# LeetCode LRU Cache: Hash + Doubly Linked List

## Overview

The O(1) time algorithm to solve LeetCode LRU Cache is by combining hash table (access cache location) and doubly linked list (maintain the least recent).

## LeetCode LRU Cache

Design and implement a data structure for Least Recently Used (LRU) cache. It should support the following operations: `get` and `set`.

`get(key)` - Get the value (will always be positive) of the key if the key exists in the cache, otherwise return -1.
`set(key, value)` - Set or insert the value if the key is not already present. When the cache reached its capacity, it should invalidate the least recently used item before inserting a new item.

## LeetCode LRU Cache Analysis: Hash + Doubly Linked List

Well, I personally do not consider this is a hard problem by utilizing the STL list from C++, or even we code all the things from scratch by writing  the doubly linked list from scratch as long as we are careful for the specially cases like there is only one node, or we access the most recent node which does not require relocate any of the existed cache locations and so on. Anyways, here is how I come up with the final algorithm to implement the LRU cache.

1) Using a hash map to simulate the cache memory. This is very straightforward because we see key/value pairs, and how to maintain the most/least structure? My first try is to use an array/vector in C++ and if a key is hit (either get/set) then this key becomes the most recent, we will have to move/promote it to put it in the most recent location (either the head/tail in the array). If we use array, this promote operation inlcuding find and relocate costs O(N) time and it will report TLE time limit exceeds error

2) If we come up with the dirty version like 1), then one step further is very intuitive to think about what is the most efficient way to remove a node and put it into the tail / head of an array like structure. Yes, it is linked list! And it should a doubly linked list with both head and tail information. Now all the operation would become O(1) time: for each (key, value), we make the doubly linked list node to store it and we store the address (pointer/memory address/iterator) of the cache location of the this pair (key, value). We can make either the head or the tail of the doubly linked list as the least recent cache location. And when some cache location is hit (either get or set), we need to relocate this node to the most recent location which could be done in O(1) time with doubly linked list.  I have two versions of implementation, one is from scratch by implementing the whole doubly linke list and the other is to use STL list because at first I thought after erase the iterators are all invalidated so I do not trust STL list works exactly the same as what I expect, but it turns out the STL list is quite convenient, and I have another post “How C++ Iterator is Really Affected by erase(): vector vs list” talking about this issue for your reference. The following are the source codes both accepted by LeetCode OJ to pass this LRU Cache problem:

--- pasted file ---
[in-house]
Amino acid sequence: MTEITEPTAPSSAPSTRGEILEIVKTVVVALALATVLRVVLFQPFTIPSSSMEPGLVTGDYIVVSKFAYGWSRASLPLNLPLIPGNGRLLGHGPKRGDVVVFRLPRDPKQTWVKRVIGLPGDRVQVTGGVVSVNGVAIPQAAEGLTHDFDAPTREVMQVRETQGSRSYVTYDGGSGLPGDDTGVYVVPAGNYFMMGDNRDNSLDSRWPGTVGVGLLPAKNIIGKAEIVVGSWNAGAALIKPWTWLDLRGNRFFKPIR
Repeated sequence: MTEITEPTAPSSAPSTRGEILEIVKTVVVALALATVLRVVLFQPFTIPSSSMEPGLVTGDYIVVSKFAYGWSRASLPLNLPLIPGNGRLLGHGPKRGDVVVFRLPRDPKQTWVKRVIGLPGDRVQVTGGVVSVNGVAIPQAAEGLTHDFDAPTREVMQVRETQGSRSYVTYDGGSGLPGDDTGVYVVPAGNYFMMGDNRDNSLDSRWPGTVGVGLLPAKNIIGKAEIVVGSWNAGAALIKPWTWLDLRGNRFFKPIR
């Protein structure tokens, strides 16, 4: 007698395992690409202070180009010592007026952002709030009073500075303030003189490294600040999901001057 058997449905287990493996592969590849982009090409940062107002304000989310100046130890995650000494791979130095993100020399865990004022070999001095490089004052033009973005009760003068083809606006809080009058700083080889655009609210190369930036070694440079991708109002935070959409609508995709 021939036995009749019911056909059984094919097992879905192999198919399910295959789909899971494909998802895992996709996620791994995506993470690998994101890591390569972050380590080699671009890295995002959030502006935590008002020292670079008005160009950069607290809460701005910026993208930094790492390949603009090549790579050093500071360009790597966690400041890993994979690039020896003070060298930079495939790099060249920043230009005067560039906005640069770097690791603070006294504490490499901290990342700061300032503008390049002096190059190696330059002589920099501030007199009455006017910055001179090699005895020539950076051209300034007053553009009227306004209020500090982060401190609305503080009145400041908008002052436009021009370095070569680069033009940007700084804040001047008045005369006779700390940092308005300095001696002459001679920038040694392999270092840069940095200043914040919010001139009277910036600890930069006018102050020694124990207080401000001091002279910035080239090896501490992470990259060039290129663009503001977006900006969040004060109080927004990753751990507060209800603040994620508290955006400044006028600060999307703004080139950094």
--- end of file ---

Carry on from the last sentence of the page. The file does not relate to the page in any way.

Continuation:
```struct DListNode {
int val;
DListNode *next;
DListNode *prev;
DListNode(int x = 0) : val(x), next(NULL), prev(NULL) {}
};

class LRUCache{
public:
LRUCache(int capacity = 1) : m_capacity(capacity), m_cache(), m_head(), m_ptrs() {}

int get(int key) {
if (m_cache.find(key) == m_cache.end()) return -1;
maintainLRU(key);
return m_cache[key]; // safe
}
void set(int key, int value) {
if (m_cache.find(key) == m_cache.end()) {
if (m_cache.size() >= m_capacity) {
auto itr = m_cache.find(lru);
auto itr2 = m_ptrs.find(lru);
m_cache.erase(itr);
m_ptrs.erase(itr2);
DListNode *prev = curr->prev;
DListNode *next = curr->next;

if (NULL == next) {
delete curr;
}
else {
curr->prev = curr->next = NULL;
delete curr;
}
}
m_cache[key] = value;
DListNode *node = new DListNode(key);
}
else {
}

m_ptrs[key] = node;
return ;
}
m_cache[key] = value;
maintainLRU(key);
}
private:
void maintainLRU(int key) {
DListNode *curr = m_ptrs[key];
DListNode *prev = curr->prev;
DListNode *next = curr->next;

if (NULL == next) {
return ;
}
prev->next = next;
next->prev = prev;
curr->prev = curr->next = NULL;
}

private:
unordered_map<int, int>        m_cache;
unordered_map<int, DListNode*> m_ptrs;
int                            m_capacity;
};
```

Well, if we are asked to code everything from scratch, the we have to do things like the above, and we could come up with more elegant code by using STL list as follows:

```class LRUCache {
public:
typedef list<pair<int, int>>::iterator list_itr;
LRUCache(int cap = 1) : capacity(cap), cache(), itrs() { }

int get(int key) {
if (itrs.find(key) == itrs.end()) return -1;
promote(itrs[key]);
return itrs[key]->second;
}

void set(int key, int value) {
if (itrs.find(key) != itrs.end()) {
itrs[key]->second = value;
promote(itrs[key]);
return ;
}
if (itrs.size() >= capacity) {
auto itr = itrs.find(cache.back().first);
cache.pop_back();
itrs.erase(itr);
}
cache.push_front(make_pair(key, value));
itrs[key] = cache.begin();
}
private:
void promote(list_itr loc) {
cache.push_front(make_pair(loc->first, loc->second));
itrs[loc->first] = cache.begin();
cache.erase(loc);
}
private:
list<pair<int, int>> cache;
unordered_map<int, list_itr> itrs;
int capacity;
};
```

More discussion about the above codes:

1. The first one with everything from scratch costs 268 ms while the second STL list costs 340 ms, this is why C is faster than C++
2. Both get/set are counted as a hit and we need to relocate the accessed key/value to the most recent location.

## Summary

The O(1) time algorithm to solve LeetCode LRU Cache is by combining hash table (access cache location) and doubly linked list (maintain the least recent).

Written on December 15, 2014